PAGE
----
A large majority of recent PhDs from Dutch universities work in the Netherlands. As such, the job market that they operate in, is one of increasing flexibility. An earlier study by one of us among postdoctoral researchers in the Netherlands has shown that the temporary nature of these positions affects job satisfaction (Van der Weijden et al. 2016), and so has a study among postdocs in Germany, Austria and Great Britain (Höge et al. 2012). Still, no studies have determined the effect of temporary employment on the job satisfaction of PhDs by using a control group: PhDs with a permanent position—which is what this study sets out to do.

Job satisfaction

Job satisfaction has been defined by Locke (1969) as “the pleasurable emotional state resulting from the appraisal of one’s job as achieving or facilitating the achievement of one’s job values”. Thus, job satisfaction is the result of the relation between a person’s values and the extent to which the job’s attributes can facilitate the achievement of these values. Many different factors can affect job satisfaction. An important one is the level of the job: a skill mismatch negatively influences job satisfaction (Allen and van der Velden 2001; Mavromaras et al. 2010). The type of employment also plays a role: in a meta-analysis Wilkin (2013) showed that non-permanent employment decreases job satisfaction. The type of non-permanent employment matters: self-employed persons are as satisfied as permanent employees, whereas agency workers and direct-hires (i.e., persons hired on a temporary contract directly by the company) are less satisfied.

Job satisfaction among (recent) PhD graduates has been assessed for several countries and regions and is generally quite high (e.g., Bender and Heywood (2006), and Moguérou (2002) for the U.S., Di Paolo (2012) for Catalonia; Kifle and Desta (2012) for Australia). Many of these studies (e.g., Bender and Heywood 2006; Di Paolo 2012; Moguérou 2002) found that PhDs working outside of academia are overall less satisfied with their job than those working in academia, although Di Paolo (2012) found that PhDs in non-academic jobs are more satisfied with pecuniary rewards. Skill matches play a large role among PhDs: a skill mismatch is associated with lower job satisfaction (Bender and Heywood 2009).

In the general labor force, multiple other factors have been shown to affect job satisfaction, and were therefore also measured in our survey (for a complete list of variables, see the methodology section). Part-time employment may have an effect, but this effect is ambiguous, with some studies finding a positive effect, some a negative one, and some none (Conway and Briner 2002). Time in job also affects job satisfaction: directly after finding a new job people are more satisfied with their job (the “honeymoon effect”), but later they are less satisfied (the “hangover effect”, e.g., Vroom and Deci 1971; Lawler et al. 1975; Boswell et al. 2009). Furthermore, having a mentor has been shown to contribute to job satisfaction, through an increase in self-confidence (e.g., Nick et al. 2012).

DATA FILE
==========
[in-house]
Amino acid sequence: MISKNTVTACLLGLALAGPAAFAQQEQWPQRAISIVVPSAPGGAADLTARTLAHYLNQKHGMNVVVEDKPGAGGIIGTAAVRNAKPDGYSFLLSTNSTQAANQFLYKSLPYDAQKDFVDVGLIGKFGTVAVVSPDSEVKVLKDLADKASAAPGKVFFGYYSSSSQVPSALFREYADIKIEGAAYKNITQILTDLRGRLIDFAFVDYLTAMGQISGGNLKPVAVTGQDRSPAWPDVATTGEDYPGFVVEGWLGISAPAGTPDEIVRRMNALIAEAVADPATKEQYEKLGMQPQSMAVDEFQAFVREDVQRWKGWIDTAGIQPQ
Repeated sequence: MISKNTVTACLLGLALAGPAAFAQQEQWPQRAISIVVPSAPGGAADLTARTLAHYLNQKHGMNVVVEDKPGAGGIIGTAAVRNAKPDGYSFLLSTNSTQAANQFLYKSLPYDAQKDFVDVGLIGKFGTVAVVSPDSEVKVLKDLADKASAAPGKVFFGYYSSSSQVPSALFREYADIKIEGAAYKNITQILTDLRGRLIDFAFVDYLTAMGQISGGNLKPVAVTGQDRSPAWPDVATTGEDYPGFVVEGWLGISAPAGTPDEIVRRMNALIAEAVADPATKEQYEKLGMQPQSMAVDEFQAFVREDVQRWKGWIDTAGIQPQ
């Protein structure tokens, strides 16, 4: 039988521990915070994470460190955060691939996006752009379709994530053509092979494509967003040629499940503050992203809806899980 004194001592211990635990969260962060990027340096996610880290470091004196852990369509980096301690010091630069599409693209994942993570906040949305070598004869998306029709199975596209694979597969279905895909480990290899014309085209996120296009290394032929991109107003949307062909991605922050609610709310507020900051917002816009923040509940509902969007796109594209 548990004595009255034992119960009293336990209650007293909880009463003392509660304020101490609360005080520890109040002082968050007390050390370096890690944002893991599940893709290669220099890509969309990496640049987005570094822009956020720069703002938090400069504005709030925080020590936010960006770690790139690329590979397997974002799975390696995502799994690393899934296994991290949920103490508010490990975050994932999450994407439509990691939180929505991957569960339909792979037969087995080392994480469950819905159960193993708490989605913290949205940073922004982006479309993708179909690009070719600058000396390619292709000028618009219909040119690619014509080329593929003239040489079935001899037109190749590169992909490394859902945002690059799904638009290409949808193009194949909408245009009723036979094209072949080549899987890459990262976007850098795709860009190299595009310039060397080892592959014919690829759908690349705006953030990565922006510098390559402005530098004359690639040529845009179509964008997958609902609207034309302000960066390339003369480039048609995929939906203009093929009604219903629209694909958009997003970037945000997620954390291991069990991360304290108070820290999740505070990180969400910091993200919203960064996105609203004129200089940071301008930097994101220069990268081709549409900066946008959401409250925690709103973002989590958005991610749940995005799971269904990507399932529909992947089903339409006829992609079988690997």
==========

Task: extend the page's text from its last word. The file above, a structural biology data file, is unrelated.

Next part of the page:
In addition, a number of personal characteristics have been found to influence job satisfaction, both in the general labor force and more specifically among academics or PhD graduates. For example, satisfaction varies by field of PhD (e.g., Moguérou 2002; Sabharwal and Corley 2009). Females tend to be more satisfied with their job than males, not because their jobs are better, but because the expectations they have of their jobs are lower (Clark 1997). However, the same paper finds that this gender difference, with women being more satisfied, disappears for the highly educated, and for persons in professional and managerial positions. Indeed, studies on the job satisfaction of PhD graduates have found female PhDs to actually be less satisfied (Bender and Heywood 2006; Moguérou 2002). Nationality also matters: US-born science and engineering faculty were found to be more satisfied with their job than foreign-born faculty (Sabharwal 2011).


Sample and survey methodology

Our survey was developed to gain more knowledge on the labor market position of recent PhD graduates from Dutch universities. Topics included job choice, perception of career prospects, use of skills developed during PhD, mentoring experiences, and the value of the PhD degree. A detailed description of the sample and survey methodology can be found in our working paper on the development of the survey questionnaire (Waaijer et al. 2015). The survey sample consisted of 2193 PhD graduates. Of these, 1023 persons obtained a PhD between April 2008 and March 2009 from Utrecht University (a large, broad research university), Delft University of Technology (engineering and technology), Wageningen University (historically focused on agriculture but now broadening its scope to life sciences and environmental research), and Erasmus University Rotterdam (focused on medicine and social sciences, especially economics, law and management). This group has been approached before in a previous survey (Sonneveld et al. 2010). Another 1170 PhDs in the sample obtained a PhD between January 2008 and May 2012 from Leiden University, which performs research in all major areas except engineering and economics. Universities in the Netherlands differ in terms of scope, but are (almost) all deemed to be of good quality and reputation, without very high or low outliers (Government of the Netherlands 2014). The universities that the respondents obtained their PhDs from are no exception.